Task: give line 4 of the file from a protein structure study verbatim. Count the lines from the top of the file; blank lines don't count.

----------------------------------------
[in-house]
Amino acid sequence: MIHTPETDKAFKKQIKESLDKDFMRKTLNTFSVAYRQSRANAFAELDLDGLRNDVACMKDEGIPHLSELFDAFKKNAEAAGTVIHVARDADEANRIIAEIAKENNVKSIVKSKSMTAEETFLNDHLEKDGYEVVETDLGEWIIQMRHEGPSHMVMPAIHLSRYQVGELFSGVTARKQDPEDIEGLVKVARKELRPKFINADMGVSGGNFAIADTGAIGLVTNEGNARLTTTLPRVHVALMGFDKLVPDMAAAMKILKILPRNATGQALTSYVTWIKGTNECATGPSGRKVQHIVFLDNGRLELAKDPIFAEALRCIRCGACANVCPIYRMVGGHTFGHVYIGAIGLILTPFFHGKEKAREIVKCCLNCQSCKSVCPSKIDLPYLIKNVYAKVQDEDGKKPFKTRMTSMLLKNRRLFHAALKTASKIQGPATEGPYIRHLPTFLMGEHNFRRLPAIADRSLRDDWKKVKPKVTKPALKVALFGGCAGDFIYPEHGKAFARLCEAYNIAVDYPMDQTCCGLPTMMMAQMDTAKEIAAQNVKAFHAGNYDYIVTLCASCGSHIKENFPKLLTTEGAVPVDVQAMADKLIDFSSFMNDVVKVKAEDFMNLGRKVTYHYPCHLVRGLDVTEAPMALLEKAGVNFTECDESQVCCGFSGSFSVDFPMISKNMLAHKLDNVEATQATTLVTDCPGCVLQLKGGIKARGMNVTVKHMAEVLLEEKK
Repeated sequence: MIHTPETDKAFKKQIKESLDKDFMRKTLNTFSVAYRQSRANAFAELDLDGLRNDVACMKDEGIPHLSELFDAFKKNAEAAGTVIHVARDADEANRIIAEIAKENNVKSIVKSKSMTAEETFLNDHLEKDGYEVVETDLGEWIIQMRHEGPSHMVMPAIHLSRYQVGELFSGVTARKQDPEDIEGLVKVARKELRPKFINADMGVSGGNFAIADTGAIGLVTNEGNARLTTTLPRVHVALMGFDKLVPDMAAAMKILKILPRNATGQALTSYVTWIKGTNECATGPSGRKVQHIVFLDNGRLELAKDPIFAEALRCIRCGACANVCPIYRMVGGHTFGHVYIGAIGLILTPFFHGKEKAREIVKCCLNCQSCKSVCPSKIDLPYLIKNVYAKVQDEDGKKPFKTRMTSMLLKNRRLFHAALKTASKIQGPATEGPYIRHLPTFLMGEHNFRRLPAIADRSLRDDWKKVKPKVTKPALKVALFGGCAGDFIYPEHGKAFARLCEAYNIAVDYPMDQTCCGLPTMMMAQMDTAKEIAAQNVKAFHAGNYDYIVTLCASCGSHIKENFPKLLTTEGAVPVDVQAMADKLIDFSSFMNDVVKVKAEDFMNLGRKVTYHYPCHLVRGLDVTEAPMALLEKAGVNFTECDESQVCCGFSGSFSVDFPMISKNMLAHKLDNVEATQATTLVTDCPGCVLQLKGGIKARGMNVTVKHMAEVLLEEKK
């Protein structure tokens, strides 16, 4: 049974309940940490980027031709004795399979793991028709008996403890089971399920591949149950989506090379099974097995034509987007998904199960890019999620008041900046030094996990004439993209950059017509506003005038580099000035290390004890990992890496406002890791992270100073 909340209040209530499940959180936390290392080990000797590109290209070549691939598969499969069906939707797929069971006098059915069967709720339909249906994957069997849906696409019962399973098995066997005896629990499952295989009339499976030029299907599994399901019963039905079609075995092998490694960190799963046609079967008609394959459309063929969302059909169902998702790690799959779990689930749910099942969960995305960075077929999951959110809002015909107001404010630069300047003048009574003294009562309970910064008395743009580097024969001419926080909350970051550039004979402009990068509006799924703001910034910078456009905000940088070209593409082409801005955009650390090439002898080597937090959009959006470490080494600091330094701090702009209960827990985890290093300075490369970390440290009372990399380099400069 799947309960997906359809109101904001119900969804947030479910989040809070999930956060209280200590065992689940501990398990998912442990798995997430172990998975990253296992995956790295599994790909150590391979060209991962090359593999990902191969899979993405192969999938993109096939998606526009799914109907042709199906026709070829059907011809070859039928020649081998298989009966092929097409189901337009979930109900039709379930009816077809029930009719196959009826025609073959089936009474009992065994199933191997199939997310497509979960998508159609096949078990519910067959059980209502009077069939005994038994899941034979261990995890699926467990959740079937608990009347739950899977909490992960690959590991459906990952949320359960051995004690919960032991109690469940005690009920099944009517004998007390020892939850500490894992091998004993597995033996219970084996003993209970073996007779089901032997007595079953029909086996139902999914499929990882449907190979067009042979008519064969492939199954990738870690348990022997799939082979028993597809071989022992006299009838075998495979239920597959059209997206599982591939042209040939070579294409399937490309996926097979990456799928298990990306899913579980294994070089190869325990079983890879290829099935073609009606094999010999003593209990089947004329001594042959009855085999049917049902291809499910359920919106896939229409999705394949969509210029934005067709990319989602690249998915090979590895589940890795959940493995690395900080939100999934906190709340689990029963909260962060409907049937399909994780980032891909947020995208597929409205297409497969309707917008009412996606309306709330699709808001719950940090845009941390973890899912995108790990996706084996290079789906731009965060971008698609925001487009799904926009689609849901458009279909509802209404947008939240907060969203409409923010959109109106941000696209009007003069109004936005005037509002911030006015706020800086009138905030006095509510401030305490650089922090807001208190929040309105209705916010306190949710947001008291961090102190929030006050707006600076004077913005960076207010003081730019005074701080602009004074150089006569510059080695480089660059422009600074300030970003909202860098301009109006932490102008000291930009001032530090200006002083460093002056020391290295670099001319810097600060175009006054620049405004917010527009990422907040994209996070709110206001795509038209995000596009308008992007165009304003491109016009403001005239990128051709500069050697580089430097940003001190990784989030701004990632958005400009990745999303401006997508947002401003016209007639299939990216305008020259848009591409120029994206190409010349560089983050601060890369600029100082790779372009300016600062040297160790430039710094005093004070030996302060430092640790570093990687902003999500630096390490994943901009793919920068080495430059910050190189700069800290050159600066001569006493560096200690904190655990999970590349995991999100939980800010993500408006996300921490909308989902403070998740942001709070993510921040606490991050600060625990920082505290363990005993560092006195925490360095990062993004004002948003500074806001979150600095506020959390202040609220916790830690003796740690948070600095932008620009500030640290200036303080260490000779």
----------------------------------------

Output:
């Protein structure tokens, strides 16, 4: 049974309940940490980027031709004795399979793991028709008996403890089971399920591949149950989506090379099974097995034509987007998904199960890019999620008041900046030094996990004439993209950059017509506003005038580099000035290390004890990992890496406002890791992270100073 909340209040209530499940959180936390290392080990000797590109290209070549691939598969499969069906939707797929069971006098059915069967709720339909249906994957069997849906696409019962399973098995066997005896629990499952295989009339499976030029299907599994399901019963039905079609075995092998490694960190799963046609079967008609394959459309063929969302059909169902998702790690799959779990689930749910099942969960995305960075077929999951959110809002015909107001404010630069300047003048009574003294009562309970910064008395743009580097024969001419926080909350970051550039004979402009990068509006799924703001910034910078456009905000940088070209593409082409801005955009650390090439002898080597937090959009959006470490080494600091330094701090702009209960827990985890290093300075490369970390440290009372990399380099400069 799947309960997906359809109101904001119900969804947030479910989040809070999930956060209280200590065992689940501990398990998912442990798995997430172990998975990253296992995956790295599994790909150590391979060209991962090359593999990902191969899979993405192969999938993109096939998606526009799914109907042709199906026709070829059907011809070859039928020649081998298989009966092929097409189901337009979930109900039709379930009816077809029930009719196959009826025609073959089936009474009992065994199933191997199939997310497509979960998508159609096949078990519910067959059980209502009077069939005994038994899941034979261990995890699926467990959740079937608990009347739950899977909490992960690959590991459906990952949320359960051995004690919960032991109690469940005690009920099944009517004998007390020892939850500490894992091998004993597995033996219970084996003993209970073996007779089901032997007595079953029909086996139902999914499929990882449907190979067009042979008519064969492939199954990738870690348990022997799939082979028993597809071989022992006299009838075998495979239920597959059209997206599982591939042209040939070579294409399937490309996926097979990456799928298990990306899913579980294994070089190869325990079983890879290829099935073609009606094999010999003593209990089947004329001594042959009855085999049917049902291809499910359920919106896939229409999705394949969509210029934005067709990319989602690249998915090979590895589940890795959940493995690395900080939100999934906190709340689990029963909260962060409907049937399909994780980032891909947020995208597929409205297409497969309707917008009412996606309306709330699709808001719950940090845009941390973890899912995108790990996706084996290079789906731009965060971008698609925001487009799904926009689609849901458009279909509802209404947008939240907060969203409409923010959109109106941000696209009007003069109004936005005037509002911030006015706020800086009138905030006095509510401030305490650089922090807001208190929040309105209705916010306190949710947001008291961090102190929030006050707006600076004077913005960076207010003081730019005074701080602009004074150089006569510059080695480089660059422009600074300030970003909202860098301009109006932490102008000291930009001032530090200006002083460093002056020391290295670099001319810097600060175009006054620049405004917010527009990422907040994209996070709110206001795509038209995000596009308008992007165009304003491109016009403001005239990128051709500069050697580089430097940003001190990784989030701004990632958005400009990745999303401006997508947002401003016209007639299939990216305008020259848009591409120029994206190409010349560089983050601060890369600029100082790779372009300016600062040297160790430039710094005093004070030996302060430092640790570093990687902003999500630096390490994943901009793919920068080495430059910050190189700069800290050159600066001569006493560096200690904190655990999970590349995991999100939980800010993500408006996300921490909308989902403070998740942001709070993510921040606490991050600060625990920082505290363990005993560092006195925490360095990062993004004002948003500074806001979150600095506020959390202040609220916790830690003796740690948070600095932008620009500030640290200036303080260490000779």